Temperature Quilt Along 2020
So, what is a temperature quilt?
A temperature quilt is made up of either 365 or 366 blocks, one for every day of the year, using fabrics that correlate to the temperature in your area each day. You can start with the new year on January 1st or go back to a previous year and look up temperatures. Here are our top five tips for planning your temperature quilt.
Tip 1: Create a reference sheet for your fabrics.
Print out a chart to which you can add small fabric swatches to keep track of what colors to use in your daily quilt block. You can make your own, but we’ve created a color chart here for you based on the temperatures best known for the Pacific Northwest and a fabric range of eighteen colors. Arrange the swatches on your chart how you like them and stick them down with a bit of tape or a glue stick.
If you want to use a different number of fabric colors, change the number of degrees assigned to each fabric color. For example, our chart uses a step of three degrees to represent each fabric. You could make the temperature step two degrees to use more fabrics or five degrees to use fewer fabrics.
Note: We rarely see over 90 degrees at Quilting Mayhem and more often than not don’t see under 32 degrees. If the temperatures in your area go higher or lower, make sure to make more increments!
Tip 2: Don’t feel that you have to follow the thermometer scale or rainbow order.
Play around with your palette. There is no temperature quilt rule that says you have to follow the same color to temperature representation as the Weather Channel with blue for cold and red for hot. Although we have had some customers start picking fabrics and they are adding in a designated snow fabric to represent snow days. Our snow days seem so few and far between at Quilting Mayhem that it will be a fun little sparkle added to the quilt.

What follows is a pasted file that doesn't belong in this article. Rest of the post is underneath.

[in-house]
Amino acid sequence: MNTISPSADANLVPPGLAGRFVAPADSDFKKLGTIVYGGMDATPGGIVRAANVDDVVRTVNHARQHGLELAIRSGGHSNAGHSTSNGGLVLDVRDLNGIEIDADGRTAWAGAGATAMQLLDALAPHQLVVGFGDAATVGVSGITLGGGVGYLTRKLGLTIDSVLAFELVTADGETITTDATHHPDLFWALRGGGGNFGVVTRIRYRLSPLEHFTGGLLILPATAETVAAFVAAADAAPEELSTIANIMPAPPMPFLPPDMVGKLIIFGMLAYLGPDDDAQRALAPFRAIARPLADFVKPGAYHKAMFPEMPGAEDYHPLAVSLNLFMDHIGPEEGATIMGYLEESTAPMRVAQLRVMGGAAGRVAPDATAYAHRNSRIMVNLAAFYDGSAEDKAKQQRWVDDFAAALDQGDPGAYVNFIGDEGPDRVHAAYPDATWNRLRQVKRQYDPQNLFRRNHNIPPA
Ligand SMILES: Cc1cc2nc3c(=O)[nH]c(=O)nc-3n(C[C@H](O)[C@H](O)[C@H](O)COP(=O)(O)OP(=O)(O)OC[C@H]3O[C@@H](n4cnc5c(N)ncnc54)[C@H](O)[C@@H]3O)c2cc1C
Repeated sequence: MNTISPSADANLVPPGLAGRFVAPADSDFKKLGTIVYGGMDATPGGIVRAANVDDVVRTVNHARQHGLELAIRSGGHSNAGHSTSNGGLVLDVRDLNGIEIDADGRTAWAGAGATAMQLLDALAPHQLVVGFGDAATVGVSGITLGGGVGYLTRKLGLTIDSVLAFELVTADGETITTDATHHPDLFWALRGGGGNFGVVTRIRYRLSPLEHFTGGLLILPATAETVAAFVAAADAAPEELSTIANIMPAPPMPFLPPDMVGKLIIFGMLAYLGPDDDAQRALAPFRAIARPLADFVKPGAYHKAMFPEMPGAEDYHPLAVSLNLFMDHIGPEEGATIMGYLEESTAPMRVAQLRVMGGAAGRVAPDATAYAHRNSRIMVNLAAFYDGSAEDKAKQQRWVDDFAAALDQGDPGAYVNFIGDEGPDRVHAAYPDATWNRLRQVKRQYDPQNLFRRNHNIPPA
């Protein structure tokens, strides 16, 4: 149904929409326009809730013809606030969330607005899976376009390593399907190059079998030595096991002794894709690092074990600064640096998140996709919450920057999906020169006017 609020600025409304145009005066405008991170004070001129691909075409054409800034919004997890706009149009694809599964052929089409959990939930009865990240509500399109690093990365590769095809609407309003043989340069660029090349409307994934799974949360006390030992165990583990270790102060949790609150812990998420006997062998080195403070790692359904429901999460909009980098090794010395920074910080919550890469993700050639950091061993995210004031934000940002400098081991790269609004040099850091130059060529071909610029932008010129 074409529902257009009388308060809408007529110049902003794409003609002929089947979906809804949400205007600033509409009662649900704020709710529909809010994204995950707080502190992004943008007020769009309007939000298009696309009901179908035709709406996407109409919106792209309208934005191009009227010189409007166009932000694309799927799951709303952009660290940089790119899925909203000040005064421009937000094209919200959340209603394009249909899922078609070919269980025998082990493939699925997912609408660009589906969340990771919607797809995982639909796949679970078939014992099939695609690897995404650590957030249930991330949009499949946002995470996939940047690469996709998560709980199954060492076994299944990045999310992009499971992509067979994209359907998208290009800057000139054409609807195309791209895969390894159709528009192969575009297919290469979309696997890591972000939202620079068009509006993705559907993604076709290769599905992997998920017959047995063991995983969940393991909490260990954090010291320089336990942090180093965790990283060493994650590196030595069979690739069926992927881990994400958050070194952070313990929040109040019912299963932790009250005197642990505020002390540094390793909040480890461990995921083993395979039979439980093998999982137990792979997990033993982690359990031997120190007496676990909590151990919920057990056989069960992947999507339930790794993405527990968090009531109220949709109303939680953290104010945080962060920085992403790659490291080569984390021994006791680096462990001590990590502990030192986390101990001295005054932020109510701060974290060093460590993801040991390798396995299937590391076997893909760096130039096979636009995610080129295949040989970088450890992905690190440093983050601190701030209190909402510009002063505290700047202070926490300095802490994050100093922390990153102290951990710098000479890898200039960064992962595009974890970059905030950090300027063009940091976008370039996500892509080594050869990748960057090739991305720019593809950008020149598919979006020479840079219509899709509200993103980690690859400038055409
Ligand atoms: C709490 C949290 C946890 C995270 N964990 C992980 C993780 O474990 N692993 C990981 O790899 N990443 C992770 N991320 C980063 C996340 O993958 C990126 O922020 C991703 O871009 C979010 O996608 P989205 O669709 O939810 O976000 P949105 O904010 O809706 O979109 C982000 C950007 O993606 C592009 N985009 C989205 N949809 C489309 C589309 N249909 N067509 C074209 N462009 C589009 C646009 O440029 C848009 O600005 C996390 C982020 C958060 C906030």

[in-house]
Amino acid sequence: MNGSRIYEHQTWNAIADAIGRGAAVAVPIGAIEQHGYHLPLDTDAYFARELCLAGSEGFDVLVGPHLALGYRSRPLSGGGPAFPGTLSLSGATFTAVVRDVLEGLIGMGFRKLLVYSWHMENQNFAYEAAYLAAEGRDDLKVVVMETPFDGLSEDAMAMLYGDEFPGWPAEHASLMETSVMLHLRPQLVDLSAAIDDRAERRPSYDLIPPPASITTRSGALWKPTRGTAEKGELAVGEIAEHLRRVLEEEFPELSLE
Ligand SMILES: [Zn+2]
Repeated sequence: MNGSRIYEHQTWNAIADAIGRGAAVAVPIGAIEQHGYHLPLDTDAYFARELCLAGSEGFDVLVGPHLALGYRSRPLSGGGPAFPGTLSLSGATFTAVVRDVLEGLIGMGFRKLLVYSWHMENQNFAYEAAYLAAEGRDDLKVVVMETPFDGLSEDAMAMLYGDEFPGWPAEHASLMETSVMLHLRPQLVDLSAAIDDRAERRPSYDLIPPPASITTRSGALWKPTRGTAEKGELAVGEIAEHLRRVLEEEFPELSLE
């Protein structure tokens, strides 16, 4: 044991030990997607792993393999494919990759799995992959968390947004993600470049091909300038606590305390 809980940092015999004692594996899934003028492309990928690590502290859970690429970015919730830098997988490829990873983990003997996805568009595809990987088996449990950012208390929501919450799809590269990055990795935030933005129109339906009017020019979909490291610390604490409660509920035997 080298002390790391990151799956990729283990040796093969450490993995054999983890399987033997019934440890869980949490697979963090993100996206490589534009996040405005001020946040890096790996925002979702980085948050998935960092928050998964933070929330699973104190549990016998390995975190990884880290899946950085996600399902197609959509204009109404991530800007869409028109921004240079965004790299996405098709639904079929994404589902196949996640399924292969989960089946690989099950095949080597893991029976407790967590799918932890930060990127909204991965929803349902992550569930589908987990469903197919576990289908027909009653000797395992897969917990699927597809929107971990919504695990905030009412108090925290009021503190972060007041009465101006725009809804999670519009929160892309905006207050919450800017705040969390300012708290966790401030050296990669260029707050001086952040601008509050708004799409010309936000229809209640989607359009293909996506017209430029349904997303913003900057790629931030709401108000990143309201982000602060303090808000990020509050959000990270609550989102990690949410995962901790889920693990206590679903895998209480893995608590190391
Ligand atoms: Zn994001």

Remember, if you need help, please come see us in the store, we love to help you play with fabric! Nothing makes our day more exciting than getting to plan quilts and helping people put together their projects.
Tip 3: Select fabrics that you can get more of.
The amount of fabric you’ll need will depend on the block you pick and the weather, and we only know one of those things at the beginning! We started our quilts with one yard cuts of each of my fabrics. We recommend a yard and a half of the temperatures you think are more common for your area, especially if you are doing blocks with several seams. But the best plan is to start with fabrics that you know are stocked year round like your favorite blenders or solids. Check out the ones we stock here.
Tip 4: Choose a simple quilt block.
Your temperature quilt block will use two fabrics, one to represent the high temperature for the day and one to represent the low temperature for the day. Some quilt blocks people have used for their temperature quilts are flying geese blocks, nine patches, half-square triangles, hexagons, or a split rail fence block. You could go even simpler with simply stitching two squares or two rectangles together.
You can always play catch up with a marathon sewing session to make a bunch of blocks if needed, but with over 360 blocks to make in a year keeping it simple is a better plan.
Tip 5: Think about your layout early.
A quick layout for a temperature quilt uses twelve rows of thirty one blocks. For the months with fewer than thirty one days, you’ll need to add filler blocks. If you are the planner type, you can pull out some graph paper and figure out a different layout and your finished quilt size. Think about adding sashing between months or changing the direction of the blocks to give it more movement. You can make your temperature quilt as simple or as complicated as you want.
Don’t forget to share your temperature quilt on social media with the hashtag #mayhemmakers so we can check it out.